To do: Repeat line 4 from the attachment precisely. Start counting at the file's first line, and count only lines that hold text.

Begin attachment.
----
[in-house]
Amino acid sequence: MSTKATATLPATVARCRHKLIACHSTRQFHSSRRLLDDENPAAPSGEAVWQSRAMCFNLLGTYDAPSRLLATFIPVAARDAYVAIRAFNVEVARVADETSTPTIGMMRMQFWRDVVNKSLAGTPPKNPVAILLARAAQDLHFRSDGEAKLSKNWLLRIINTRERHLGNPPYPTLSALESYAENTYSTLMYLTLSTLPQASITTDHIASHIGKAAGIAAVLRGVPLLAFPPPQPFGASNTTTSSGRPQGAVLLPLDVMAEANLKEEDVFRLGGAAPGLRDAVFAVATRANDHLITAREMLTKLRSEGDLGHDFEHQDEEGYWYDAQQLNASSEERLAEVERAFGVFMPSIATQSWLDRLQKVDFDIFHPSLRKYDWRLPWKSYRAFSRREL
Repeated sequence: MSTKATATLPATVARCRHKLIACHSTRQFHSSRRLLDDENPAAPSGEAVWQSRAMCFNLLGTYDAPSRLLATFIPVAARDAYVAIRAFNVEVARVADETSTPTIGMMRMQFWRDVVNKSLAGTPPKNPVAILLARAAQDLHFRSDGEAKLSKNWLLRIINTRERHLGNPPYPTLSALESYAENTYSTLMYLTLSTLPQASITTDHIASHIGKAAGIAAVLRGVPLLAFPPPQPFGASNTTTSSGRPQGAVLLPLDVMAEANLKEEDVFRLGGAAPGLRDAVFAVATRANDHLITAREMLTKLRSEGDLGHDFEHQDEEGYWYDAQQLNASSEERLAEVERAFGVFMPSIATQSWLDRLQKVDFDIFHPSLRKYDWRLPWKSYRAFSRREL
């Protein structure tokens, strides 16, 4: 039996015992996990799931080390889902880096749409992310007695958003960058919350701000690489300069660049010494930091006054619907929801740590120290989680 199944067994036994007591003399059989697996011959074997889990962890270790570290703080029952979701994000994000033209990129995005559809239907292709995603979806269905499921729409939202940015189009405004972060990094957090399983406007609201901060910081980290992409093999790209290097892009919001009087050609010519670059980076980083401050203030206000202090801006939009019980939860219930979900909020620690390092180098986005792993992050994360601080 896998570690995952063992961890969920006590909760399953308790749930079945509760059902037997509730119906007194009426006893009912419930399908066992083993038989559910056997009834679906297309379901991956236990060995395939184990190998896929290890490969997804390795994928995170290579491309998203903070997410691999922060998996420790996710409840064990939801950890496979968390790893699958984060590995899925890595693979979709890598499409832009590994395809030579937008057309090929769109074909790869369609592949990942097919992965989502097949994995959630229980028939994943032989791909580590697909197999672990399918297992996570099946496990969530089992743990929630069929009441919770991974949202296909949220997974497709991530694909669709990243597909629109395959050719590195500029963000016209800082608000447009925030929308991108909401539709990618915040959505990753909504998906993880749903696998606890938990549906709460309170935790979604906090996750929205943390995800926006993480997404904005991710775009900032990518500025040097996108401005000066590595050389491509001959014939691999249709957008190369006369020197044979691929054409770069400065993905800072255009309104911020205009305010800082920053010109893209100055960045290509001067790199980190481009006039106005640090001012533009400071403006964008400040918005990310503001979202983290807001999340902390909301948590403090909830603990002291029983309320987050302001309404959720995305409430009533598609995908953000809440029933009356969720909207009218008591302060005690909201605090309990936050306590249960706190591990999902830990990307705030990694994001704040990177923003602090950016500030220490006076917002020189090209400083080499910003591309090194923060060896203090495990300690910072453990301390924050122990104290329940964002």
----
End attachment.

């Protein structure tokens, strides 16, 4: 039996015992996990799931080390889902880096749409992310007695958003960058919350701000690489300069660049010494930091006054619907929801740590120290989680 199944067994036994007591003399059989697996011959074997889990962890270790570290703080029952979701994000994000033209990129995005559809239907292709995603979806269905499921729409939202940015189009405004972060990094957090399983406007609201901060910081980290992409093999790209290097892009919001009087050609010519670059980076980083401050203030206000202090801006939009019980939860219930979900909020620690390092180098986005792993992050994360601080 896998570690995952063992961890969920006590909760399953308790749930079945509760059902037997509730119906007194009426006893009912419930399908066992083993038989559910056997009834679906297309379901991956236990060995395939184990190998896929290890490969997804390795994928995170290579491309998203903070997410691999922060998996420790996710409840064990939801950890496979968390790893699958984060590995899925890595693979979709890598499409832009590994395809030579937008057309090929769109074909790869369609592949990942097919992965989502097949994995959630229980028939994943032989791909580590697909197999672990399918297992996570099946496990969530089992743990929630069929009441919770991974949202296909949220997974497709991530694909669709990243597909629109395959050719590195500029963000016209800082608000447009925030929308991108909401539709990618915040959505990753909504998906993880749903696998606890938990549906709460309170935790979604906090996750929205943390995800926006993480997404904005991710775009900032990518500025040097996108401005000066590595050389491509001959014939691999249709957008190369006369020197044979691929054409770069400065993905800072255009309104911020205009305010800082920053010109893209100055960045290509001067790199980190481009006039106005640090001012533009400071403006964008400040918005990310503001979202983290807001999340902390909301948590403090909830603990002291029983309320987050302001309404959720995305409430009533598609995908953000809440029933009356969720909207009218008591302060005690909201605090309990936050306590249960706190591990999902830990990307705030990694994001704040990177923003602090950016500030220490006076917002020189090209400083080499910003591309090194923060060896203090495990300690910072453990301390924050122990104290329940964002």